Oates in the first edition of the Avifauna retained the Bulbuls as a Subfamily, Brachypodinae, of the Timaliidae but they seem to me to be sufficiently well differentiated to warrant them being treated as a separate family. They form a very numerous group of birds, which are found throughout Southern Asia, practically the whole of Africa, and also the extreme South-West of Europe.
The two principal features by which the Pycnonotidae can be distinguished from the Timaliidae are the comparatively short tarsus and the presence of some hairs which grow from the nape. These hairs are often long, fairly numerous and conspicuous, sometimes short, few and inconspicuous but never entirely absent. It is this latter character which separates them from the Timaliidae, which have short tarsi, such as Chloropsis, AEgithina etc., in addition to which the sexes are alike in the Bulbuls but different in those genera.
In the Bulbuls the young are practically like the adults but sometimes paler and duller and sometimes darker and duller as in Hemixus.
The wing is more pointed and longer than in the typical Timaliidae and the bill varies from the short Finch-like bill of Spizixus to the long, slender bill of Microscelis.
Many Bulbuls are amongst the most common and familiar birds in the gardens and towns of India, whilst others are purely forest birds.
It would be difficult to improve on Oates's key to the genera of Buibuls, which is given below, practically unaltered.

Key to Genera,
A. Hairs from nape numerous and at least as
long as tarsus.
a. Crest long and pointed CRINIGER, p. 361.
b. Crest absent or inconspicuous.
a1. Long hairs springing from back and nape. TRICHOLKSTES, p. 3C6. b1. Long hairs springing from nape only .. ALOPHOIXUS, p. 367.
B. Hairs springing from nape short and few,
sometimes almost hidden.
c. Feathers of crown and over ear-coverts all similar in shape.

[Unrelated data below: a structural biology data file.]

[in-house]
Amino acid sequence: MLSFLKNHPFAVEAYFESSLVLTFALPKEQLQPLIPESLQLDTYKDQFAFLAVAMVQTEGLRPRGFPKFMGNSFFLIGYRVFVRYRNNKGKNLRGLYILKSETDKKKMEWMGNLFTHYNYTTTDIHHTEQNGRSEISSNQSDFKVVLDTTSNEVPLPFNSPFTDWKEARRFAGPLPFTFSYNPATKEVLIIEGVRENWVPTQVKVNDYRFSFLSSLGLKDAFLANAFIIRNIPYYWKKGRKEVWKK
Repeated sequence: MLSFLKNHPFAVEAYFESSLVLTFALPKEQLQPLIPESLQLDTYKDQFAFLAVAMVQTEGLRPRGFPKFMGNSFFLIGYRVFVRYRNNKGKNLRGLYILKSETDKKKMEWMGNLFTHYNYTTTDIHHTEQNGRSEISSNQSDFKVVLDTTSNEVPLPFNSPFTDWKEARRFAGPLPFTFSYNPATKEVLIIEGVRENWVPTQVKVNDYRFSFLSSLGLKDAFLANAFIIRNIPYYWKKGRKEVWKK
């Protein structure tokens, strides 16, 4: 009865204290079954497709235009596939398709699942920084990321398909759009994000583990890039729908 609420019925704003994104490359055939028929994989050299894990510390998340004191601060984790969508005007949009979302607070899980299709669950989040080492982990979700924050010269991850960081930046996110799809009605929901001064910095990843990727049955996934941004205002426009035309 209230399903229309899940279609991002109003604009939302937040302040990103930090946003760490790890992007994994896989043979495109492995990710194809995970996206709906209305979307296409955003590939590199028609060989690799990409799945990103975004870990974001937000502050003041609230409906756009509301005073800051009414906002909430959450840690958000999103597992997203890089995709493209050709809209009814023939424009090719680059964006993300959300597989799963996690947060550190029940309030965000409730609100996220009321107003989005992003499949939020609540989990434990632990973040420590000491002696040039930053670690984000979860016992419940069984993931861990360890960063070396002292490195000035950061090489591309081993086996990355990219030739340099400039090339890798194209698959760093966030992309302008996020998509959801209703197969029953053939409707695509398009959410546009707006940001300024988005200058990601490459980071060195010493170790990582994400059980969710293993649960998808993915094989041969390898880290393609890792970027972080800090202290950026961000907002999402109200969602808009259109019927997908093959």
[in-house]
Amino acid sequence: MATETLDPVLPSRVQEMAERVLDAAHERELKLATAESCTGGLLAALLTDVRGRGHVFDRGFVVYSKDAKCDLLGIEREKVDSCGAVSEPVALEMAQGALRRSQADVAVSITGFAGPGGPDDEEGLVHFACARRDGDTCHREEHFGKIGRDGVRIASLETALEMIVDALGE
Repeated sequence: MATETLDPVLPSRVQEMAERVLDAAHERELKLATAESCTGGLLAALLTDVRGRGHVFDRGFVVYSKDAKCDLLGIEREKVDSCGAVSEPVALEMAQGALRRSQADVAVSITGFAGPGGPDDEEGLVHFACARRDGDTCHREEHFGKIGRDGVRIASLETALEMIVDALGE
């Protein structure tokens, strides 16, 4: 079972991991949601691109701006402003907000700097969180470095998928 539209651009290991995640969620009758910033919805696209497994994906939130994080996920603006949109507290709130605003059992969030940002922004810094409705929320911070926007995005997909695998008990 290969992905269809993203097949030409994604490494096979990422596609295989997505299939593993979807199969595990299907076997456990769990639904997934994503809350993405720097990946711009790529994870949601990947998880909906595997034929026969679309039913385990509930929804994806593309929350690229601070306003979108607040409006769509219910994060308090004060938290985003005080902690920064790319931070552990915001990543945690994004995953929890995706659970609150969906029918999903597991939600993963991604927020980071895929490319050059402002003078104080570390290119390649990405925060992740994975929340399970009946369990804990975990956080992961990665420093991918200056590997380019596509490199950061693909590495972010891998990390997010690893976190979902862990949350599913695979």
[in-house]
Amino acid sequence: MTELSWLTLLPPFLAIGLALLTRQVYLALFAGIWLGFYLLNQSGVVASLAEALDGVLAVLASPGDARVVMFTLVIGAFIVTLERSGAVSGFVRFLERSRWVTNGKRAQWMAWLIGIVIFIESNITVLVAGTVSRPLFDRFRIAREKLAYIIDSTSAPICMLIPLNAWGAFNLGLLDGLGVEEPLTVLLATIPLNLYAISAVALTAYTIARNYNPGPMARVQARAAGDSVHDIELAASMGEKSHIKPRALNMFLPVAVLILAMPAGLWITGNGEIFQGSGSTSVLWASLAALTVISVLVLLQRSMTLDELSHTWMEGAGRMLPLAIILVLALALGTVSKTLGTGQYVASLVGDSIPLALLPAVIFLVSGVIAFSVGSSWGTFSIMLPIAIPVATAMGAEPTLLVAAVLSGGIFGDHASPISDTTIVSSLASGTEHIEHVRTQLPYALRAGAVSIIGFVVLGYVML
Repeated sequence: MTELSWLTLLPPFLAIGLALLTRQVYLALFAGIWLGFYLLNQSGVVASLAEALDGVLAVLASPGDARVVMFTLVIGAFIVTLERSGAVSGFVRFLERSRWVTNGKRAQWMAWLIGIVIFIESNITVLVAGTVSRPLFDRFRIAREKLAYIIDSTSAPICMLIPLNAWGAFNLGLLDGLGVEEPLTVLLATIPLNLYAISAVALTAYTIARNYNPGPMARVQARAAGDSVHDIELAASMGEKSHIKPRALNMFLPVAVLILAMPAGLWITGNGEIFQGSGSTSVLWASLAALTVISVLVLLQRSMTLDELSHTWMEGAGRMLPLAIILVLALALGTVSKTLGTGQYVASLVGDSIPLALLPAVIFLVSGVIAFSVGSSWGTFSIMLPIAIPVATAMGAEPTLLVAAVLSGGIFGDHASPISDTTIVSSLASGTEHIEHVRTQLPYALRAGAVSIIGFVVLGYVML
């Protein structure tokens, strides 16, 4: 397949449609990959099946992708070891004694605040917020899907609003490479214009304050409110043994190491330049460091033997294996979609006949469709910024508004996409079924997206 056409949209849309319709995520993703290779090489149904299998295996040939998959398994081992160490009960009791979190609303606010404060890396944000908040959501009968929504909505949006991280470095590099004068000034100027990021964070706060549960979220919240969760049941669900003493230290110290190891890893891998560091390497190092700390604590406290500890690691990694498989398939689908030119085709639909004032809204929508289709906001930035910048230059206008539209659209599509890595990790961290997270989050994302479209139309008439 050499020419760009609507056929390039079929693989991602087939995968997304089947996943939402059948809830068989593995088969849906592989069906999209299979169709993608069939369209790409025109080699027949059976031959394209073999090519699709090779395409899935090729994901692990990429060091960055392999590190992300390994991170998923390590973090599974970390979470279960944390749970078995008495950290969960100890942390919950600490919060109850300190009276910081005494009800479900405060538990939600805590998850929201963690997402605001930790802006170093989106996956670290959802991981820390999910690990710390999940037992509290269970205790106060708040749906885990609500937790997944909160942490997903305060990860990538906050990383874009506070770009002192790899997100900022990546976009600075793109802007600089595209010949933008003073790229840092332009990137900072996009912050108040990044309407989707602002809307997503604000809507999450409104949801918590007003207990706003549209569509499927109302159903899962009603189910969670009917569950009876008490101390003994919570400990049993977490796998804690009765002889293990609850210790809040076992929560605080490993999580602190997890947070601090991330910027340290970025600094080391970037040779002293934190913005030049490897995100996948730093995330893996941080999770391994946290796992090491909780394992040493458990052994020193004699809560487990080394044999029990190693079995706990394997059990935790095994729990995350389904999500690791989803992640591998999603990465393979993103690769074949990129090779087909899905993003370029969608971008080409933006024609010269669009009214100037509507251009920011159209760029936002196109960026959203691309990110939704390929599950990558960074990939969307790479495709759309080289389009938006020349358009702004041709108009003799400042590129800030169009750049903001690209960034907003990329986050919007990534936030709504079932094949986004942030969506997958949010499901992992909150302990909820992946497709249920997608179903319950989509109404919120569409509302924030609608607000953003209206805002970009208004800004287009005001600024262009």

c1. A distinct crest.
a2. Nostrils not covered by plumelets.
a3 . Wing pointed; secondaries falling short of tip of wing by not less than length of tarsus.
a4. Tail forked; the outer feathers curved outwards,
a5. Plumage all black, grey and white or some combination of these MICROSCELIS, p.368.
b3. Plumage of several colours .. CERASOPHILA, p. 373.
b4 Tail square or rounded; outer feathers not curved outwards.
c3. Crest-feathers shorter than tarsus and pointed HEMIXUS, p. 374.
d5. Crest-feathers longer than tarsus and rounded ALCURUS, p. 379.
b2, Wing more rounded; secondaries falling short of tip of wing by less than length of tarsus.
c4. Crest ample and covering whole crown.
e5. Tail very slightly rounded, the outer feather falling short of the tip of the tail by less than the length of the hind toe .. MOLPASTES, p. 381.
f5.. Tail greatly rounded XANTHIXUS, p. 392.
d4. Crest thin and confined to centre of crown.
g5. Feathers of back with soft shafts OTOCOMPSA, p. 394.
h5. Feathers of back with rigid, [p. 399.
spinous shafts PINAROCICHLA,
b2. Nostrils nearly concealed by thick
plumelets .. SPIZIXUS, p. 400.
d1. Crest inconspicuous or entirely absent.
c2.. Upper tail-coverts not reaching to middle of tail.
c3.. Feathers of crown and forehead
short and stiff TRACHYCOMUS,P.402.
d3.. Feathers of crown and forehead longer and soft.
e4. Bill about { length of head, com¬pressed and sharply carinate .. IOLE, p. 403.
f4. Bill about 1/2 length of head, neither much compressed nor carinate.
g3. Plumage not squamated .... PYCNONOTUS, p. 410.
h5. Plumage squamated RUBIGULA, p. 409.
d2. Upper tail-coverts reaching nearly to
end of tail MICROTARSUS, p. 422.
d. Feathers on sides of crown and over ear-coverts long and pointed, contrasting with
the rounded feathers of forehead KELAARTIA, p. 426.

The Fauna Of British India, Including Ceylon And Burma-birds(second Edition)
Baker, EC S (1922–1930) The fauna of British India including Ceylon and Burma. Second edition. vol.1 1922.
Title in Book: 
Book Author: 
Edward Charles Stuart Baker
Page No: 
Vol. 1
Term name: 

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